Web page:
Triangle Football Notebook

College Football Notebook: Duke, NC State, North Carolina

August 9, 2013 

Fullback Logan Winkles will miss the season after suffering a major knee injury in practice on Thursday, N.C. State coach Dave Doeren said after Friday’s practice.

Winkles, a fourth-year junior, started five games last season and caught 10 passes for 90 yards with a pair of touchdowns. It’s the second knee injury Winkles has suffered in college.

“Logan has had a lot of injuries, so it’s unfortunate,” Doeren said. “It’s part of the game, our guys understand that. The next-man-in philosophy will take place right there.”

Winkles tore the anterior cruciate ligament in his left knee in a drill on Thursday. He suffered an ACL injury to his right knee in practice 2010. Winkles also missed spring practice after a DUI arrest in January.

Winkles’ absence leaves junior Tyler Purvis and freshman Quinton Patterson as the top two options at fullback. Doeren said after Winkles injury, linebacker Ryan Cheek volunteered to move from linebacker to fullback. Cheek and Winkles are close friends, Doeren said.

Joe Giglio

Expectations, role grow for Otis

North Carolina junior Norkeithus Otis played in 10 games last season and finished with three tackles, one sack and one forced fumble. His production, in limited playing time, was modest.

Expectations have increased considerably since the end of last season, though. Otis entered the preseason atop the depth chart at the Tar Heels’ bandit position – the hybrid defensive end and linebacker position in UNC’s 4-2-5 defense.

“It’s a big step up,” Otis said. “They’re looking for me to be a leader – a guy to have the intensity every day, to set the mood every day. Sometimes it’s hard, but being that leader and being that guy they’re looking up to, you’ve just got to keep it up every day. Got to find the energy from other guys – from the coach, or wherever I can find it from.”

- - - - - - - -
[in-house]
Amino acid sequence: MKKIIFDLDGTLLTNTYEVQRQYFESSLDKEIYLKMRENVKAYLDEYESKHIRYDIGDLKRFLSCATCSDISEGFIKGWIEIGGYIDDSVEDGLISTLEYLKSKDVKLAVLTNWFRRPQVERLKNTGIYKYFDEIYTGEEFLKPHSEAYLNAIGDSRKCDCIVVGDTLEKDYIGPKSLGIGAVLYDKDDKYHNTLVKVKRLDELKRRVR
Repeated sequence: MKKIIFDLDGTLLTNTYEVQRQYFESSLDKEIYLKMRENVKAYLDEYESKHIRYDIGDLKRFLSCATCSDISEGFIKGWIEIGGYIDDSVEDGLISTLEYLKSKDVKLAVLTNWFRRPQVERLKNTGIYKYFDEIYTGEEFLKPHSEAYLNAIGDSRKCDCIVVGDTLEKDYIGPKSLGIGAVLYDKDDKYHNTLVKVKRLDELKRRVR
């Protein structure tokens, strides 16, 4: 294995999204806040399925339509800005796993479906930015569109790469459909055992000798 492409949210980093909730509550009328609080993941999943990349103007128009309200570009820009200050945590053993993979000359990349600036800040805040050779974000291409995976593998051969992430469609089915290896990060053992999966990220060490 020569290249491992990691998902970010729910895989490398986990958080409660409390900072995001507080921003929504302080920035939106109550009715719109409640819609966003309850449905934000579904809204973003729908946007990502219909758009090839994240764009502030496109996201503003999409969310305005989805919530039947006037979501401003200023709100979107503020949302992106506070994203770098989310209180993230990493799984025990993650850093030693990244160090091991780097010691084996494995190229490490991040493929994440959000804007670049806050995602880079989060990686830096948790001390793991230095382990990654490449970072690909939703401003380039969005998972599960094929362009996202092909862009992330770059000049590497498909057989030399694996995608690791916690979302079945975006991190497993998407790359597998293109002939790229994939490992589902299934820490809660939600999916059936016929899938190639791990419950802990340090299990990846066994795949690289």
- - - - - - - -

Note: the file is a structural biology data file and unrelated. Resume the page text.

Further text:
Entering camp, Otis had been competing for a starting job with Shakeel Rashad. But Rashad, a sophomore, recently suffered a season-ending knee injury.

The loss of Rashad was a blow for a defense that is trying to rebuild after struggling last season.

“It puts more pressure on me and Darius (Lipford),” Otis said of Rashad’s injury.

Lipford, who recovered from two knee injuries, hasn’t played in a game since 2011. And Otis has never started a game. He said he once doubted whether he had the size to play bandit, but now he stands a good chance of starting the season there.

Andrew Carter

Duke changes up pace

Duke’s injury issues from a year ago continue to influence the way this year’s squad approaches camp. Instead of starting in full pads Friday, the team went back to just shirts and shorts and did individual work and walk-through type corrections and installs.

“It affects you. You’re not human if it doesn’t,” coach David Cutcliffe said of last year’s experience, as the Blue Devils were down 15 scholarship players early in the season (and it got worse from there).

The Blue Devils had accomplished everything Cutcliffe wanted in the first four days of camp. That gave them time to go at a teaching pace, he said, and correct work from earlier in the week while also installing the two-minute offense.

“We took the pads off and got a lot of corrections made, a lot of mental work done, little things that I think will make us better tomorrow when we put full pads on,” he said. “I want that practice tomorrow to be meaningful. I thought this was the best way to make it meaningful and stay as healthy as we can be. That’s going to be critical to our August.”

The players, too, are putting an emphasis on staying as physically ready to go as possible.

“Guys get tired, the legs get worn out, so the cold tub becomes everyone’s girlfriend,” quarterback Anthony Boone said. “You’re in there religiously.”

Every year, Cutcliffe and his staff track the number of repetitions the team completes in fall camp, so he knows the Blue Devils are not practicing less. They’re getting more done at a faster pace.

Laura Keeley

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